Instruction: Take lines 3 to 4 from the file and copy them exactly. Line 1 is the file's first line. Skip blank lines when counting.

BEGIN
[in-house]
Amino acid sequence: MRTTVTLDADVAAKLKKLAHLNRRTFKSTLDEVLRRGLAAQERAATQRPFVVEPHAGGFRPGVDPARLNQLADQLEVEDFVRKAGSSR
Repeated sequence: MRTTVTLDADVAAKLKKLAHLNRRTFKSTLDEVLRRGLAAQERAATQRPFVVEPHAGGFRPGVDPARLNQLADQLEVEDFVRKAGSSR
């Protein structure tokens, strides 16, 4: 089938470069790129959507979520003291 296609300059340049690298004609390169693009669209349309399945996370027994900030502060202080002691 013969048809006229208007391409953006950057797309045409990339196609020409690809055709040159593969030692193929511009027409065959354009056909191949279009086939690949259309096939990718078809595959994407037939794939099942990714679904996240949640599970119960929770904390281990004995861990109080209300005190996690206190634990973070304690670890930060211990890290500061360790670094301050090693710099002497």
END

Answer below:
Repeated sequence: MRTTVTLDADVAAKLKKLAHLNRRTFKSTLDEVLRRGLAAQERAATQRPFVVEPHAGGFRPGVDPARLNQLADQLEVEDFVRKAGSSR
């Protein structure tokens, strides 16, 4: 089938470069790129959507979520003291 296609300059340049690298004609390169693009669209349309399945996370027994900030502060202080002691 013969048809006229208007391409953006950057797309045409990339196609020409690809055709040159593969030692193929511009027409065959354009056909191949279009086939690949259309096939990718078809595959994407037939794939099942990714679904996240949640599970119960929770904390281990004995861990109080209300005190996690206190634990973070304690670890930060211990890290500061360790670094301050090693710099002497």